And how come when Jason (finally!) gets to Manhattan, he ignores the teeming masses of street gravy in order to pursue a handful of pipsqueaks from his hometown? Hell, they get mugged within 5 minutes of arriving! Couldn’t Jason go after the Mets or something? Why doesn’t he just merrily filet the entire city? The regulations that govern Jason’s behavior are awfully vague. What’s his deal anyway? I mean, I like the guy, but he needs a reboot. What’s Quentin working on at the moment?

And aside from a shot of Times Square and a few Statue of Liberty cameos, the New York location doesn’t figure into the story at all. Hell, they could have been going to Halifax. Consider this the nadir of Jason Voorhees.

Chupacabra Terror (2005)

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Witness the birth of a new description category, SPOS, which stands for Serviceable Piece of Shit.

The SyFy Channel can always be counted for a SPOS, and that’s what we have here. Though it played on SyFy as Chupacabra Dark Seas, it was originally, less evocatively, titled Chupacabra Terror.

In the interest of truth in advertising, there is a Chupacabra involved—and not much terror—though the GiaS (Guy in a Suit) factor is handled competently.

Sometimes that’s all the silver lining you get.

But not here. In addition to an adequate creature, you get a decent lead in Captain Randolph (John Rhys Davies) and an even better mad scientist with Dr. Peña (Giancarlo Esposito).

Along with the Captain’s curvy daughter (Chelan Simmons, a petulant blond with no acting talent), and some other guy (Dylan Neal), they spend the majority of the movie below deck of a luxury cruise ship searching for the titular critter.

Note on the mise-en-scene: It is apparent after about five seconds, that they are not, in fact, passengers on an immense ship, but rather four actors meandering around in an industrial location (Anonymous Industrial Walkabout, another long-needed category).

In order to reinforce the nautical illusion, director and co-writer John Shepphird wisely thought to tack life preservers on a majority of the walls, even deep in the bowels of the ship, which, if you think about it, doesn’t make a lick of sense.

As for the Chupacabra itself, actor (Stuntman? Intern?) Mark Viniello, resembles a squat, vaguely canine, wingless gargoyle, who tears out a few dozen throats and demonstrates the annoying ability to be everywhere at once when in attack mode, followed by long periods of dormancy in which the principals wander around the set saying not much of anything.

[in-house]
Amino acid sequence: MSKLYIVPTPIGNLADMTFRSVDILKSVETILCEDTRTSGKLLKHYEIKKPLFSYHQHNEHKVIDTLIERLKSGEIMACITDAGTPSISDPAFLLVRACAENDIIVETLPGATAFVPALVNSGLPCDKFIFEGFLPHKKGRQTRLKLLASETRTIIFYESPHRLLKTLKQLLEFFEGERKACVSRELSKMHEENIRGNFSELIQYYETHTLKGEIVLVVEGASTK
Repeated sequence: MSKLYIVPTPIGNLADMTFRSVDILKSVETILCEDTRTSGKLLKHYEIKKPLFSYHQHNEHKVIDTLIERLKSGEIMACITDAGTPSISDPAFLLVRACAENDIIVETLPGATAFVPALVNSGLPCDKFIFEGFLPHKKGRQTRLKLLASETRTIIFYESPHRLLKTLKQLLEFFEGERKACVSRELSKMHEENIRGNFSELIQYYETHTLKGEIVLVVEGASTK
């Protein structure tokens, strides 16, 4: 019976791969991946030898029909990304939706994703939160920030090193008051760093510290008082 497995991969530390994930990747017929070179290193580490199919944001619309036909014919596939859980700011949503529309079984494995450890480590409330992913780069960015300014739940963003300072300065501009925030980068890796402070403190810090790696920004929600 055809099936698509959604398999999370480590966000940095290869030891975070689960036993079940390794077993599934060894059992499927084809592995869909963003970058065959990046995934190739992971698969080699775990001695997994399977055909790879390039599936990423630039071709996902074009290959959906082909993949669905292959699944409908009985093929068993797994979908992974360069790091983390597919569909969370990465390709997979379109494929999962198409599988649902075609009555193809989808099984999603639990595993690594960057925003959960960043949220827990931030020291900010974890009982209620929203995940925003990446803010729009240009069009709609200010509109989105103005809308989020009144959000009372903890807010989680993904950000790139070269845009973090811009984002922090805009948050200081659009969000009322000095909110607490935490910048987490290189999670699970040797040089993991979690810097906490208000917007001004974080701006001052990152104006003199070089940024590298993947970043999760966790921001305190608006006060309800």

Esposito, who plays the amoral scientist, repeats the line “I captured him before, I can do it again,” at least five times.

There is some entertainment value to be savored in Chupacabra Terror, but it’s a mighty thin broth.

Shadow Puppets (2007)

Several folks (mostly attractive women) wake up in a mental institution, dressed in generic undies, with no memory of who they are or how they got there.

They spend the remainder of the film wandering around the facility while trying to steer clear of a dark, shadowy, spider-type thing with a face, that shows up once in a while to kill someone.

Despite the presence of genre-pedigreed actors James Marsters (Spike from Buffy and Angel, who hasn’t aged well); Tony Todd (the Candyman himself!); and Joleen Blalock (she was the Vulcan hottie from that lame Star Trek series with Scott Bakula), there really isn’t much to recommend Shadow Puppets.

This is another one of those annoying “walkabout” movies, with endless scenes of wary characters moving (very slowly) through a largely featureless industrial landscape.

It’s an approach that’s quite different from a movie like Cube, for example, where shocking and creepy details emerge from both the alien environment and the characters’ own heads.

We do discover the identities of the captives, but it doesn’t add up to anything worth writing down. We learn the origin of the smoky, spider thing, but it’s all argle bargle that’s forgotten two seconds after the explanation is delivered. (“It’s the distilled essence of the victims’ life forces,” or some such drivel.)